You may have heard of people “exchanging” their investment property to avoid huge tax bites out of their sale proceeds. An exchange of real property can be a valuable tool to defer or avoid capital gains tax on real estate transactions.
Section 1031 of the IRS Code offers real estate investors a great investment opportunity to build wealth and save taxes. By completing a 1031 exchange, you can dispose of investment property, use all of the equity to acquire replacement investment property, defer the capital gains tax that would ordinarily be paid, and leverage all of you equity into a replacement property.
Replacement property acquired in an exchange must be of “like-kind” or similar to the property being sold. The following are examples of properties that could be eligible for a 1031 exchange:
- Single Family Rental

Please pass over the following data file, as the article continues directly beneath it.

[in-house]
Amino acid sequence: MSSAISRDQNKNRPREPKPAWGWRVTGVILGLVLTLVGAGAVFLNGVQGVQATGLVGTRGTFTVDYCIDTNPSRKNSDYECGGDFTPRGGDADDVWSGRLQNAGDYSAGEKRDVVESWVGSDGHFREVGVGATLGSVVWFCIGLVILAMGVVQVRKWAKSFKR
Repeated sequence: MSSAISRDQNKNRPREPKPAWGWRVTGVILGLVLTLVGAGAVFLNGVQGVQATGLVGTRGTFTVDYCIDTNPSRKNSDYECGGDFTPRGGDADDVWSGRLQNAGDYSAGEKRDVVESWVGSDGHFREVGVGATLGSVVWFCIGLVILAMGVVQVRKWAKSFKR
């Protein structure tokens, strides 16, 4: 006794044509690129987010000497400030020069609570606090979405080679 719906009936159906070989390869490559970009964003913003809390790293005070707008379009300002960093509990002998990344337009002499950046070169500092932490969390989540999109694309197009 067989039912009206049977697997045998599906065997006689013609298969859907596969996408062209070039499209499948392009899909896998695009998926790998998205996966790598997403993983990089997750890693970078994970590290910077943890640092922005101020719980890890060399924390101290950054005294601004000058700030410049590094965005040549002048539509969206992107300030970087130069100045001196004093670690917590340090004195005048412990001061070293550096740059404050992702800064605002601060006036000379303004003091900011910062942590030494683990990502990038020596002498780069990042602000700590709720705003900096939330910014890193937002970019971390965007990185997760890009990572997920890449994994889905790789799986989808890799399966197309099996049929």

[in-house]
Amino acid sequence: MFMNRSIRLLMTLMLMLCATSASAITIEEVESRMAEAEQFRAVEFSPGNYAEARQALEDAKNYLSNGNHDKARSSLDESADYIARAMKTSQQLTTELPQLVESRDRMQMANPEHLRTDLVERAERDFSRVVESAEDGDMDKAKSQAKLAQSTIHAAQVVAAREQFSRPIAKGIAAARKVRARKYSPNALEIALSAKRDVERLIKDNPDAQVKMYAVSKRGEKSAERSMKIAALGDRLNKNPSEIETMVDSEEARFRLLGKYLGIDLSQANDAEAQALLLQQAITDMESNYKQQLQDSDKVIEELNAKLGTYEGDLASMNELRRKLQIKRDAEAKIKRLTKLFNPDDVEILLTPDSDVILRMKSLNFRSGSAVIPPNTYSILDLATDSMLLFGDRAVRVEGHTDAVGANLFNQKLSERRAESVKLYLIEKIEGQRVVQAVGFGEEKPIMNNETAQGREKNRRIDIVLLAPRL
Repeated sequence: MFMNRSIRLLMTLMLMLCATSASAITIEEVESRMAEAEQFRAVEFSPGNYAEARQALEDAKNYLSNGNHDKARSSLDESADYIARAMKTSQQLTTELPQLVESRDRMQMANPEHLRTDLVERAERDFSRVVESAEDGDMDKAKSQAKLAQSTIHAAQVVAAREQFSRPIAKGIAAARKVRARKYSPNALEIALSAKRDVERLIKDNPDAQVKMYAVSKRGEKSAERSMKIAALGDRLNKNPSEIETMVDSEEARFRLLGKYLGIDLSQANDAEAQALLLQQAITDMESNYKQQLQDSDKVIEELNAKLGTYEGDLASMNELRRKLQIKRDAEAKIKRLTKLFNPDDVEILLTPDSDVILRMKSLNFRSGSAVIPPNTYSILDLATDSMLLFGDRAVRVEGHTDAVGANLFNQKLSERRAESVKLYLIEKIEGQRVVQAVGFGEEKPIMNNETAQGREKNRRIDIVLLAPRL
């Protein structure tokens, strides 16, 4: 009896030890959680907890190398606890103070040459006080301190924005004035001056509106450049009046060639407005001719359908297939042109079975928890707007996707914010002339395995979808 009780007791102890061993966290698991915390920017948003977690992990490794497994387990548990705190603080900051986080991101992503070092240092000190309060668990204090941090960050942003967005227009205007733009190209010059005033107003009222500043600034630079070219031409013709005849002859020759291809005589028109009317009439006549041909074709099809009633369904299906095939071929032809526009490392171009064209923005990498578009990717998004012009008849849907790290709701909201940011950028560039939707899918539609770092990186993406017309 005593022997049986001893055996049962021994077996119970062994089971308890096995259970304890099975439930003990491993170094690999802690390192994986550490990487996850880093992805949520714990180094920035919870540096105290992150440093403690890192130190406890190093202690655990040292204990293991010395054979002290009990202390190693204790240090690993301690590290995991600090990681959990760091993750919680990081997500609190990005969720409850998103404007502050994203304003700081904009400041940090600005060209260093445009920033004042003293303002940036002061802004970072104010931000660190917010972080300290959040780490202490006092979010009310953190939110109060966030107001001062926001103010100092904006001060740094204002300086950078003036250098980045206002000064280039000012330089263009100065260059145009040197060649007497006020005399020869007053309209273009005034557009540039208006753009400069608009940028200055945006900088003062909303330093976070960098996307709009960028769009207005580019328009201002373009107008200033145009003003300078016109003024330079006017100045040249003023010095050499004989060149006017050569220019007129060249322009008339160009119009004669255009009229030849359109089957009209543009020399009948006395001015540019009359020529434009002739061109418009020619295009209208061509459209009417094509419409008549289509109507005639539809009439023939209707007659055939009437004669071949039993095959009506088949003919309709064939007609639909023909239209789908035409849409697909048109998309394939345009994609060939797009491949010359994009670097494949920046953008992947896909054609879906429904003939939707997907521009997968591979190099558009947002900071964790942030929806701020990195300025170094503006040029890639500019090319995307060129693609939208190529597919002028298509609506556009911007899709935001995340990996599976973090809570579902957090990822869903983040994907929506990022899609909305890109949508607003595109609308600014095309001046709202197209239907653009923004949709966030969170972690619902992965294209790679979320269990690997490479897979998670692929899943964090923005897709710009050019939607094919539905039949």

- Multi-Family Rentals
- Raw Land
- Retail Offices
- Golf Course
- Leases of 30 years or more
- Properties NOT eligible under 1031 include foreign property and primary residences.
1031 exchanges are primarily designed for people interested in investment properties, not for typical home sellers and buyers looking to purchase a residence.
Exchanges usually involve slightly greater costs than sales, so not every transaction should be an exchange.
Your personal tax advisor can offer information specific to your situation and help you determine if a 1031 is right for you.